were formed, sent Colonel Tourtellotte over to the east hill with orders to hold it to the last, sending to me for re-enforcements if needed. Taking two companies of the Ninety-THIRD Illinois down a spur parallel with the railroad and along the brink of the cut, so disposed them as to hold the north side as long as possible. Three companies of the Ninety-THIRD, which had been driven in from the WEST end of the ridge, were distributed in the ditch south of the redoubt, with instructions to keep the town well covered by their fire and watch the depot where were stored over a million rations. The remaining battalion, under Major Fisher, lay between the redoubt and Rowett's line, ready to re-enforce wherever most needed. I had hardly issued these incipient orders when the storm broke in all its fury on the Thirty-ninth Iowa and Seventh Illinois. Young's brigade of Texans, 1,900 strong, had gained the WEST end of the ridge and moved with great impetuosity along its crest till they struck Rowett's command, where they received a severe check, but, undaunted, they came again and again. Rowett, re-enforced by the Ninety-THIRD Illinois and aided by the gallant Redfield, encouraged me to hope we were all safe here, when I observed a brigade of the enemy, under command of General Sears, moving from the north, its left extending across the railroad. I rushed to the two companies of the Ninety-THIRD Illinois, which were on the brink of the cut running north from the redoubt and parallel with the railroad, they having been re-enforced by the retreating pickets, and urged them to hold on the spur, but it was of no avail. The enemy's line of battle swept us back like so much chaff and struck the Thirty-ninth Iowa in flank, threatening to engulf our little band without further ado. Fortunately for us Colonel Tourtellotte's fire caught Sears in the flank, and broke him so bad as to enable me to get a staff officer over the cut, with orders to bring the Fiftieth Illinois over to re-enforce Rowett, who had lost very heavily. However, before the regiment sent for could arrive, Sears and Young both rallied and made their assaults in front and on the flank with so much vigor and in such force as to break Rowett's line, and had not the Thirty-ninth Iowa fought with the desperation it did, I never would have been able to have brought a man back into the redoubt. As it was, their hand-to- hand struggle and stubborn stand broke the enemy to that extent he must stop to reform before undertaking the assault on the fort. Under cover of the blow they gave the enemy, the Seventh and Ninety-THIRD Illinois, and what remained of the Thirty-ninth Iowa, fell back into the fort. The fighting up to this time (about 11 a. m.) was of a most extraordinary character; attacked from the north, from the west, and from the south, these three regiments (Thirty-ninth Iowa, Seventh Illinois, and Ninety-THIRD Illinois Infantry) held Young's and a portion of Sears' and Cockrell's brigade at bay for nearly two hours and a half. The gallant Colonel Redfield, of the Thirty-ninth Iowa, fell shot in four places, and the extraordinary valor of the men and officers of this regiment and of the Seventh Illinois saved to us Allatoona.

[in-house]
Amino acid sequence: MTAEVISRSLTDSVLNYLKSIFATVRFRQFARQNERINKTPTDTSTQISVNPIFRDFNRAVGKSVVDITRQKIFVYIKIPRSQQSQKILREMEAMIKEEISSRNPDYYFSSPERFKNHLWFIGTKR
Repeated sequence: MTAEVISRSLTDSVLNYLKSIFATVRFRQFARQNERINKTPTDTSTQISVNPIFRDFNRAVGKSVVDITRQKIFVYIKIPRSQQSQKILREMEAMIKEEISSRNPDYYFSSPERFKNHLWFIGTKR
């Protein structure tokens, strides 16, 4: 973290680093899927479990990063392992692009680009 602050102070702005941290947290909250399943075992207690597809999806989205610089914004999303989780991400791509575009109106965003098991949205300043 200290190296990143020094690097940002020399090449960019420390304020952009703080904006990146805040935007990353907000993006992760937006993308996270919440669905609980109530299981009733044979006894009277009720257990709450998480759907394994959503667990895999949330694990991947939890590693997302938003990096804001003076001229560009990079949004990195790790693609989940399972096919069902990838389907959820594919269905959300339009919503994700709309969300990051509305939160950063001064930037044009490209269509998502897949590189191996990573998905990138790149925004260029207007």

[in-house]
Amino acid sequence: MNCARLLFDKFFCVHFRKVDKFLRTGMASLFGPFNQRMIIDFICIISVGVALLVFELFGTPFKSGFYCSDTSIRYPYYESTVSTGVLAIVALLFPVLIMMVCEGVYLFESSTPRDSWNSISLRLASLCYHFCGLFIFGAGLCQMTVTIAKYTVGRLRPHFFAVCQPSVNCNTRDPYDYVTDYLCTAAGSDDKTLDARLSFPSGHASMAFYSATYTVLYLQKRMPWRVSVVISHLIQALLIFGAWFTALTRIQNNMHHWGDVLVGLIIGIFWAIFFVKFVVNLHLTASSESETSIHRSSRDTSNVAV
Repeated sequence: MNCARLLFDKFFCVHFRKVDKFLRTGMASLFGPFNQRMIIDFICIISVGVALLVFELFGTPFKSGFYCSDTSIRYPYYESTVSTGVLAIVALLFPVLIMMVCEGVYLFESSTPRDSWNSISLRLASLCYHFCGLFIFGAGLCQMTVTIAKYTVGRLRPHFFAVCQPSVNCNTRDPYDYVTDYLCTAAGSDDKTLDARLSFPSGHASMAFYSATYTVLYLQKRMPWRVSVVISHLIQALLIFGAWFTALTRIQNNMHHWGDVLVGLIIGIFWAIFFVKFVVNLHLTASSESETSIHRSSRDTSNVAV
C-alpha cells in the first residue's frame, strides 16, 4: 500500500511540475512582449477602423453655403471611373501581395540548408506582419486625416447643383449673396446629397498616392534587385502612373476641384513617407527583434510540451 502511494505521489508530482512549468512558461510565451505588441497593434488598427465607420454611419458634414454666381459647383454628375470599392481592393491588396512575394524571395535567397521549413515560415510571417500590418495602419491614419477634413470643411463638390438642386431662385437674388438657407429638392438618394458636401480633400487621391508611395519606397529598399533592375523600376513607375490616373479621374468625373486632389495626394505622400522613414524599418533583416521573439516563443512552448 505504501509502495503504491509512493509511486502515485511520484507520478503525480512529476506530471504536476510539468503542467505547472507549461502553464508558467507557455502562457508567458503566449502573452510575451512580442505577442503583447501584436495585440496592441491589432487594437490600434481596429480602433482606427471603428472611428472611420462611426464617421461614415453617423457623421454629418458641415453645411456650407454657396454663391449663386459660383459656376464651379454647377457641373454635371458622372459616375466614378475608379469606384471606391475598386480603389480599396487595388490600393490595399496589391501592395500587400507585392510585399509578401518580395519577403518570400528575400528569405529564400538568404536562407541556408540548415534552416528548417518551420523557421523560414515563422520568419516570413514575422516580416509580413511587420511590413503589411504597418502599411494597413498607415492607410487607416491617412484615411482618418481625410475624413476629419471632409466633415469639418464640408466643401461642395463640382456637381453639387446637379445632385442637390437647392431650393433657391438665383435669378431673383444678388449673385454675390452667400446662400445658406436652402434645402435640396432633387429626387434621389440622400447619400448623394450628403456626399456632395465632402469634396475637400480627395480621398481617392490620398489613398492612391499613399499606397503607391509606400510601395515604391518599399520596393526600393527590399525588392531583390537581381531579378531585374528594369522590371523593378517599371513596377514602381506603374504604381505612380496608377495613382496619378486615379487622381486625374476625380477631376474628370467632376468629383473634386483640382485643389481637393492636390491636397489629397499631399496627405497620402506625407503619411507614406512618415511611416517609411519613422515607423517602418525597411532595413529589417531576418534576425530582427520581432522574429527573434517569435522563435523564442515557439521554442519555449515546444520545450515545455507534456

So completely disorganized were the enemy that no regular assault could be made on the fort till I had the trenches all filled and the parapets lined with men. The Twelfth Illinois and Fiftieth Illinois arriving from the east hill enabled us to occupy every foot of trench, and keep up a line of fire that, as long as our ammunition lasted, would render our little fort impregnable. The broken pieces of the enemy enabled them to fill every hollow and take every advantage of the rough ground surrounding the fort, filling every hole and trench, seeking shelter behind every stump and log that lay within musket-range of the fort. We received fire from the north, south, and WEST face of the redoubt, completely en-